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A Variational Analysis of a Gauged Nonlinear Schr odinger Equation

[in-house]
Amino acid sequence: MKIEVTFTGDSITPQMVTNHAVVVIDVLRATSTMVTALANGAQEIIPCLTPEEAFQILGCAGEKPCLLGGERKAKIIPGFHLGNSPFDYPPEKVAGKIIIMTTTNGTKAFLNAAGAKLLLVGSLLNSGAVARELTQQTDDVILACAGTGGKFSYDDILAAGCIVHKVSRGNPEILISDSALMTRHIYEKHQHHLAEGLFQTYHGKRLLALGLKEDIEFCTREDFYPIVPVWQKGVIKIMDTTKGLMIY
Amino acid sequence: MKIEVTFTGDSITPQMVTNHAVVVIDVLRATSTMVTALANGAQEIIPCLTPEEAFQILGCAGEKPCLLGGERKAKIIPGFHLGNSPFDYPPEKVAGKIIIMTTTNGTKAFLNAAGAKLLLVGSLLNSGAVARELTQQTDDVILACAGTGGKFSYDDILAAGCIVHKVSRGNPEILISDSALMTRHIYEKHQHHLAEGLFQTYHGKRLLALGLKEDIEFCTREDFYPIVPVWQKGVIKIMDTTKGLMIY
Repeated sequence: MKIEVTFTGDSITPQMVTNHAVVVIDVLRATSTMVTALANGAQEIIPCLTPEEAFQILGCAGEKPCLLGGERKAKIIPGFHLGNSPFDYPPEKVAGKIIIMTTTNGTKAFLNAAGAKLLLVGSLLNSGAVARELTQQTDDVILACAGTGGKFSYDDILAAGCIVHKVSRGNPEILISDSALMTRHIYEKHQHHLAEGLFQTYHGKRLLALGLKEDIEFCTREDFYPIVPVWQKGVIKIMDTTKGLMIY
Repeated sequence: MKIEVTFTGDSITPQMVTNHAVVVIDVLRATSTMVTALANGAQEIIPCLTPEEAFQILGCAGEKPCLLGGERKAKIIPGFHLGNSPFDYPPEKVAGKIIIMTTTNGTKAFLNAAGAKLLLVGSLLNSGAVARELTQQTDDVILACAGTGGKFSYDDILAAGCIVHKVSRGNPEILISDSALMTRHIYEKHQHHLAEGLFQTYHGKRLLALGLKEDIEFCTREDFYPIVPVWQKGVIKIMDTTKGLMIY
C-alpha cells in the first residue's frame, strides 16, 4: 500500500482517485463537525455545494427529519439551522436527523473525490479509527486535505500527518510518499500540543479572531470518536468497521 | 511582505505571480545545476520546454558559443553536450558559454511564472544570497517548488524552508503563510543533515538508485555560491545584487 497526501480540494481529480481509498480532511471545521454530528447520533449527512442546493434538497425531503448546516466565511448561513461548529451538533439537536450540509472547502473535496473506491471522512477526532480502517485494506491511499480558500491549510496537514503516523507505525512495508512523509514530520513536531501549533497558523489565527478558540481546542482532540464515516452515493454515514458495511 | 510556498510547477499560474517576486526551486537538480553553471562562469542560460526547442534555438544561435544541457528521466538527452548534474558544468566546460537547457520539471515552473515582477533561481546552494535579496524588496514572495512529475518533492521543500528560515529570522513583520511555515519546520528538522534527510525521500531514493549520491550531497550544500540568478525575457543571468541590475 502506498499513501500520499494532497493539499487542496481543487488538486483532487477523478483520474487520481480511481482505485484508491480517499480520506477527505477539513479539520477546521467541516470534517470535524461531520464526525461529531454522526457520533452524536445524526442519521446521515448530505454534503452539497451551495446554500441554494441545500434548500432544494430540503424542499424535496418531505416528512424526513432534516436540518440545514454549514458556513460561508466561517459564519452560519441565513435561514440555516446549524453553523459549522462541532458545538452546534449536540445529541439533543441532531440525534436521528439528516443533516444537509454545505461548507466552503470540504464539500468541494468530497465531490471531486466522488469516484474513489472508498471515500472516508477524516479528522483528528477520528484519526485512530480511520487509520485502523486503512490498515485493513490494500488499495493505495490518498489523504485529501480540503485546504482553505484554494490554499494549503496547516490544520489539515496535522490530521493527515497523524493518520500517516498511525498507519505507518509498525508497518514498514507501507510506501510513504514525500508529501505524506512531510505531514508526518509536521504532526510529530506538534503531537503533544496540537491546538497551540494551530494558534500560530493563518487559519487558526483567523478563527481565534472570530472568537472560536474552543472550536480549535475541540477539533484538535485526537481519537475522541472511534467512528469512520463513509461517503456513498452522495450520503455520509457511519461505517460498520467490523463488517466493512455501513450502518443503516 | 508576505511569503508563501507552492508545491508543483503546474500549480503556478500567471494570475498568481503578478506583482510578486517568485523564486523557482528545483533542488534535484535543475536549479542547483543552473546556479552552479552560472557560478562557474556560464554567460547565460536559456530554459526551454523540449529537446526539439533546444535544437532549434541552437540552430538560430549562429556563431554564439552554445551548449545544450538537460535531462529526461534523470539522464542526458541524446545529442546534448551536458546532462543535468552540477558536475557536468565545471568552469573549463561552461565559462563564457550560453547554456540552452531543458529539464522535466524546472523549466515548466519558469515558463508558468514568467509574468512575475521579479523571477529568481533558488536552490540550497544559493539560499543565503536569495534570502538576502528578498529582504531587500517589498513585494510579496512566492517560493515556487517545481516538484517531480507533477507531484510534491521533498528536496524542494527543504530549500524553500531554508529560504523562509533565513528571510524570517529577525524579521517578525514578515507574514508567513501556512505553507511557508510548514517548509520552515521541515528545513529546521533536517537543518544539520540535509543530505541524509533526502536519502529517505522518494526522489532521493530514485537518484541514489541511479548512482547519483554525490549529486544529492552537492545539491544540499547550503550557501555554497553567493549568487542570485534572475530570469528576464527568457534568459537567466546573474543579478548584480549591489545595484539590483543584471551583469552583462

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  A VARIATIONAL ANALYSIS OF A GAUGED NONLINEARSCHR ¨ ODINGER EQUATION ALESSIO POMPONIO 1 AND DAVID RUIZ 2 A BSTRACT . This paper is motivated by a gauged Schr¨odinger equation in dimen-sion 2 including the so-called Chern-Simons term. The study of radial stationarystates leads to the nonlocal problem: − ∆ u ( x ) +  ω  +  h 2 ( | x | ) | x | 2  +    + ∞| x | h ( s ) su 2 ( s ) ds  u ( x ) =  | u ( x ) | p − 1 u ( x ) , where h ( r ) = 12    r 0 su 2 ( s ) ds. This problem is the Euler-Lagrange equation of a certain energy functional.In this paper the study of the global behavior of such functional is completed.We show that for  p  ∈  (1 , 3) , the functional may be bounded from below or not,depending on  ω . Quite surprisingly, the threshold value for  ω  is explicit. Fromthis study we prove existence and non-existence of positive solutions. 1. I NTRODUCTION In this paper we are concerned with a planar gauged Nonlinear Schr¨odingerEquation:(1)  iD 0 φ + ( D 1 D 1  + D 2 D 2 ) φ + | φ |  p − 1 φ  = 0 . Here t  ∈ R , x  = ( x 1 ,x 2 )  ∈ R 2 , φ  : R × R 2 → C is the scalarfield, A µ  : R × R 2 → R are the components of the gauge potential and  D µ  =  ∂  µ  +  iA µ  is the covariantderivative ( µ  = 0 ,  1 ,  2 ).Theclassicalequationforthegaugepotential A µ  istheMaxwellequation. How-ever, the modified gauge field equation proposes to include the so-called Chern-Simons term into that equation (see for instance [20, Chapter 1]):(2)  ∂  µ F  µν  + 12 κǫ ναβ F  αβ  =  j ν  ,  with  F  µν   =  ∂  µ A ν   − ∂  ν  A µ . In the above equation, κ is a parameter that measures the strength of the Chern-Simons term. As usual, ǫ ναβ is the Levi-Civita tensor, and super-indices are relatedto the Minkowski metric with signature  (1 , − 1 , − 1) . Finally,  j µ is the conservedmatter current,  j 0 =  | φ | 2 , j i = 2Im  ¯ φD i φ  . 2010  Mathematics Subject Classification.  35J20, 35Q55. Key words and phrases.  Gauged Schr¨odinger Equations, Chern-Simons theory, Variational methods,concentration compactness.A.P. is supported by M.I.U.R. - P.R.I.N. “Metodi variazionali e topologici nello studio di fenomeninon lineari”, by GNAMPA Project “Metodi Variazionali e Problemi Ellittici Non Lineari” and byFRA2011 “Equazioni ellittiche di tipo Born-Infeld”. D.R. is supported by the Spanish Ministry of Sci-ence and Innovation under Grant MTM2011-26717 and by J. Andalucia (FQM 116). 1   a  r   X   i  v  :   1   3   0   6 .   2   0   5   1  v   1   [  m  a   t   h .   A   P   ]   9   J  u  n   2   0   1   3  2 POMPONIO AND RUIZ At low energies, the Maxwell term becomes negligible and can be dropped,giving rise to:(3)  12 κǫ ναβ F  αβ  =  j ν  . See [7,8,12–14] for the discussion above. For the sake of simplicity, let us fix  κ  = 2 . Equations (1) and (3) lead us to the problem:(4) iD 0 φ + ( D 1 D 1  + D 2 D 2 ) φ + | φ |  p − 1 φ  = 0 ,∂  0 A 1  − ∂  1 A 0  = Im(¯ φD 2 φ ) ,∂  0 A 2  − ∂  2 A 0  =  − Im(¯ φD 1 φ ) ,∂  1 A 2  − ∂  2 A 1  =  12 | φ | 2 . As usual in Chern-Simons theory, problem (4) is invariant under gauge trans- formation,(5)  φ  →  φe iχ , A µ  →  A µ  − ∂  µ χ, for any arbitrary  C  ∞  function  χ .This model was first proposed and studied in [12–14], and sometimes has re- ceived the name of Chern-Simons-Schr¨odinger equation. The initial value prob-lem, as well as global existence and blow-up, has been addressed in [2,9,11] for the case  p  = 3 .The existence of stationary states for (4) and general  p >  1  has been studiedrecently in [4] (with respect to that paper, our notation interchanges the indices  1 and  2 ). By using the ansatz: φ ( t,x ) =  u ( | x | ) e iωt , A 0 ( x ) =  A 0 ( | x | ) ,A 1 ( t,x ) =  −  x 2 | x | 2 h ( | x | ) , A 2 ( t,x ) =  x 1 | x | 2 h ( | x | ) , in [4] it is found that  u  solves the equation::(6) − ∆ u ( x )+  ω  + ξ   +  h 2 ( | x | ) | x | 2  +    + ∞| x | h ( s ) s u 2 ( s ) ds  u ( x ) =  | u ( x ) |  p − 1 u ( x ) , x  ∈ R 2 , where h ( r ) = 12    r 0 su 2 ( s ) ds. Here  ξ   in R is an integration constant of   A 0 , which takes the form: A 0 ( r ) =  ξ   +    + ∞ r h ( s ) s u 2 ( s ) ds. Observe that (6) is a nonlocal equation. Moreover, in [4] it is shown that (6) is indeed the Euler-Lagrange equation of the energy functional: I  ω + ξ  :  H  1 r ( R 2 )  → R , defined as I  ω + ξ ( u ) = 12   R 2  |∇ u ( x ) | 2 + ( ω  + ξ  ) u 2 ( x )   dx + 18   R 2 u 2 ( x ) | x | 2    | x | 0 su 2 ( s ) ds  2 dx −  1  p + 1   R 2 | u ( x ) |  p +1 dx. Here  H  1 r ( R 2 )  denotes the Sobolev space of radially symmetric functions. It is im-portant to observe that the energy functional I  ω + ξ  presents a competition between  A VARIATIONAL ANALYSIS OF A GAUGED NONLINEAR SCHR ¨ODINGER EQUATION 3 the nonlocal term and the local nonlinearity. The study of the behavior of thefunctional under this competition is one of the main motivations of this paper.Given a stationary solution, and taking  χ  =  ct  in the gauge invariance (5), we obtain another stationary solution; the functions  u ( x ) ,  A 1 ( x ) ,  A 2 ( x )  are preserved,and ω  →  ω  + c, A 0 ( x )  →  A 0 ( x ) − c Therefore, the constant  ω  +  ξ   is a gauge invariant of the stationary solutions of the problem. By the above discussion we can take  ξ   = 0  in what follows, that is, lim | x |→ + ∞ A 0 ( x ) = 0 , which was indeed assumed in [2,14]. For  p >  3 , it is shown in [4] that  I  ω  is unbounded from below, so it exhibitsa mountain-pass geometry. In a certain sense, in this case the local nonlinearitydominates the nonlocal term. However the existence of a solution is not so direct,since for  p  ∈  (3 , 5)  the (PS) property is not known to hold. This problem is by-passed in [4] by using a constrained minimization taking into account the Nehari and Pohozaev identities, in the spirit of  [17]. Moreover, infinitely many solutions have been found in [10] for  p >  5  (possibly sign-changing).A special case in the above equation is  p  = 3 : in this case, static solutions can befound by passing to a self-dual equation, which leads to a Liouville equation thatcan be solved explicitly. Those are the unique positive solutions, as proved in [4]. For more information on the self-dual equations, see [5,14,20]. Incase  p  ∈  (1 , 3) , solutionsarefoundin[4]asminimizersona L 2 sphere. There-fore, thevalue ω  comesoutasaLagrangemultiplier, anditisnotcontrolled. More-over, the global behavior of the energy functional  I  ω  is not studied.The main purpose of this paper is to study whether  I  ω  is bounded from belowor not for  p  ∈  (1 , 3) . In this case, the nonlocal term prevails over the local nonlin-earity, in a certain sense. As we shall see, the situation is quite rich and unexpecteda priori, and very different from the usual Nonlinear Schr¨odinger Equation. Thissituation differs also from the Schr¨odinger-Poisson problem (see [17]), which is another problem presenting a competition between local and nonlocal nonlineari-ties.We shall prove the existence of a threshold value  ω 0  such that  I  ω  is boundedfrom below if   ω    ω 0 , and it is not for  ω  ∈  (0 ,ω 0 ) . But, in our opinion, what ismost surprising is that  ω 0  has an explicit expression, namely:(7)  ω 0  = 3 −  p 3 +  p  3 p − 12(3 − p ) 2  23 − p  m 2 (3 +  p )  p − 1  −  p − 12(3 − p ) , with m  =    + ∞−∞   2  p + 1 cosh 2   p − 12  r   21 − p dr. Let us give an idea of the proofs. It is not difficult to show that  I  ω  is coercivewhen the problem is posed on a bounded domain. So, there exists a minimizer  u n on the ball  B (0 ,n )  with Dirichlet boundary conditions. To prove boundedness of  u n , the problem is the possible loss of mass at infinity as  n  →  + ∞ . The core of ourproofs is a detailed study of the behavior of those masses. We are able to showthat, if unbounded, the sequence  u n  behaves as a soliton, if   u n  is interpreted as afunction of a single real variable. The proof uses a careful study of the level sets of  u n , which take into account the effect of the nonlocal term. Then, the energy func-tional  I  ω  admits a natural approximation through a convenient limit functional.  4 POMPONIO AND RUIZ Finally, the solutions of that limit functional, and their energy, can be found ex-plicitly, so we can find  ω 0 . See Section 2 for an heuristic explanation of the proof and a derivation of the limit functional.Regarding the existence of solutions, a priori, the global minimizer could cor-respond to the zero solution. And indeed this is the case for large  ω . Instead, weshow that  inf   I  ω  <  0  if   ω > ω 0  is close to the threshold value. Therefore, the globalminimizerisnottrivial, andcorrespondstoapositivesolution. Themountainpasstheorem will provide the existence of a second positive solution.If   ω < ω 0 ,  I  ω  is unbounded from below, and hence the geometric assumptionsof the mountain-pass theorem are satisfied. However, the boundedness of (PS)sequences seems to be a hard question in this case. Solutions are found for almostallvaluesof  ω  ∈  (0 ,ω 0 ) ,byusingthewell-knownmonotonicitytrickofStruwe[19] (see also [15]). Our main results are the following: Theorem 1.1.  For  ω 0  as given in  (7) , there holds:(i) if   ω  ∈  (0 ,ω 0 ) , then  I  ω  is unbounded from below;(ii) if   ω  =  ω 0 , then  I  ω 0  is bounded from below, not coercive and  inf   I  ω 0  <  0  ;(iii) if   ω > ω 0 , then  I  ω  is bounded from below and coercive. Regarding the existence of solutions, we obtain the following result: Theorem 1.2.  Consider  (6)  with  ξ   = 0 . There exist  ¯ ω >  ˜ ω > ω 0  such that:(i) if   ω >  ¯ ω , then  (6)  has no solutions different from zero;(ii) if   ω  ∈  ( ω 0 ,  ˜ ω ) , then  (6)  admits at least two positive solutions: one of them is a global minimizer for  I  ω  and the other is a mountain-pass solution;(iii) for almost every  ω  ∈  (0 ,ω 0 )  (6)  admits a positive solution. The rest of the paper is organized as follows. Section 2 is devoted to some pre-liminary results. Moreover, we give a heuristic presentation of our proofs, whichmotivates the definition of the limit functional. This limit functional is studied indetail in Section 3. Finally, in Section 4 we prove Theorems 1.1 and 1.2. Acknowledgement.  This work has been partially carried out during a stay of A.P.in Granada. He would like to express his deep gratitude to the Departamento deAn´alisis Matem´atico for the support and warm hospitality.2. P RELIMINARIES Let us first fix some notations. We denote by  H  1 r ( R 2 )  the Sobolev space of ra-dially symmetric functions, and  ·  its usual norm. Other norms, like Lebesguenorms, will be indicated with a subscript. In particular,  · H  1 ( R ) ,  · H  1 ( a,b )  areused to indicate the norms of the Sobolev spaces of dimension  1 . If nothing isspecified, strong and weak convergence of sequences of functions are assumed inthe space  H  1 ( R 2 ) .In our estimates, we will frequently denote by  C >  0 ,  c >  0  fixed constants,that may change from line to line, but are always independent of the variableunder consideration. We also use the notations  O (1) ,o (1) ,O ( ε ) ,o ( ε )  to describethe asymptotic behaviors of quantities in a standard way. Finally the letters  x ,  y indicate two-dimensional variables and  r ,  s  denote one-dimensional variables.Let us start with the following proposition, proved in [4]: Proposition 2.1.  I  ω  is a  C  1  functional, and its critical points correspond to classicalsolutions of   (6) .  A VARIATIONAL ANALYSIS OF A GAUGED NONLINEAR SCHR ¨ODINGER EQUATION 5 Next result deals with the behavior of   I  ω  under weak limits in  H  1 r ( R 2 ) . Evenif it is not explicitly stated in this form, Proposition 2.2 follows easily from [4, Lemma3.2]andthecompactnessoftheembedding H  1 r ( R 2 )   →  L q ( R 2 ) , q   ∈  (2 , + ∞ ) (see [18]). Proposition 2.2.  If   u n  ⇀ u , then   R 2 u 2 n ( x ) | x | 2    | x | 0 su 2 n ( s ) ds  2 dx  →   R 2 u 2 ( x ) | x | 2    | x | 0 su 2 ( s ) ds  2 dx. Inparticular, I  ω  isweaklowersemicontinuous. Moreover, if  u n  ⇀ u then I  ′ ω ( u n )( ϕ )  → I  ′ ω ( u )( ϕ )  for all  ϕ  ∈  H  1 r ( R 2 ) . To finish the account of preliminaries, we now state an inequality which willprove to be fundamental in our analysis. This inequality is proved in [4], wherealso the maximizers are found. Proposition 2.3.  For any  u  ∈  H  1 r ( R 2 ) , (8)   R 2 | u ( x ) | 4 dx  2   R 2 |∇ u ( x ) | 2 dx  1 / 2   R 2 u 2 | x | 2    | x | 0 su 2 ( s ) ds  2 dx  1 / 2 . As commented in the introduction, this paper is concerned with boundednessfrom below of   I  ω . Let us give a rough idea of the arguments of our proof. First of all, consider u ( r )  a fixed function, and define u ρ ( r ) =  u ( r − ρ ) . Let us now estimate I  ω ( u ρ )  as  ρ  →  + ∞ . (2 π ) − 1 I  ω ( u ρ ) = 12    + ∞− ρ ( | u ′ | 2 + ωu 2 )( r  + ρ ) dr + 18    ∞− ρ u 2 ( r ) r  + ρ    r − ρ ( s + ρ ) u 2 ( s ) ds  2 dr −  1  p + 1    ∞− ρ | u |  p +1 ( r  + ρ ) dr. We estimate the above expression by simply replacing the expressions  ( r  +  ρ ) , ( s + ρ )  with the constant  ρ : (2 π ) − 1 I  ω ( u ) ∼  ρ  12    + ∞−∞ ( | u | ′ 2 + ωu 2 ) dr  + 18    + ∞−∞ u 2 ( r )    r −∞ u 2 ( s ) ds  2 dr −  1  p + 1    + ∞−∞ | u |  p +1 dr  =  ρ  12    + ∞−∞ ( | u | ′ 2 + ωu 2 ) dr  + 124    + ∞−∞ u 2 dr  3 −  1  p + 1    + ∞−∞ | u |  p +1 dr  . This estimate will be made rigorous in Lemma 4.1. Therefore, it is natural to define the limit functional  J  ω  :  H  1 ( R )  → R , J  ω ( u ) = 12    + ∞−∞  | u ′ | 2 + ωu 2  dr  + 124    + ∞−∞ u 2 dr  3 −  1  p + 1    + ∞−∞ | u |  p +1 dr. As a consequence of the above argument, if   J  ω  attains negative values, then  I  ω will be unbounded from below.The reverse is also true, but the proof is more delicate. We will show that if   u n is unbounded in  H  1 r ( R 2 )  and  I  ω ( u n )  is bounded from above, then somehow  u n contains a certain mass spreading to infinity, as u ρ  does. This will be made explicitin Proposition 4.2. But this will lead us to a contradiction if   J  ω  is positive on thatmass. The proof of this argument is however far from trivial, and is the core of thispaper.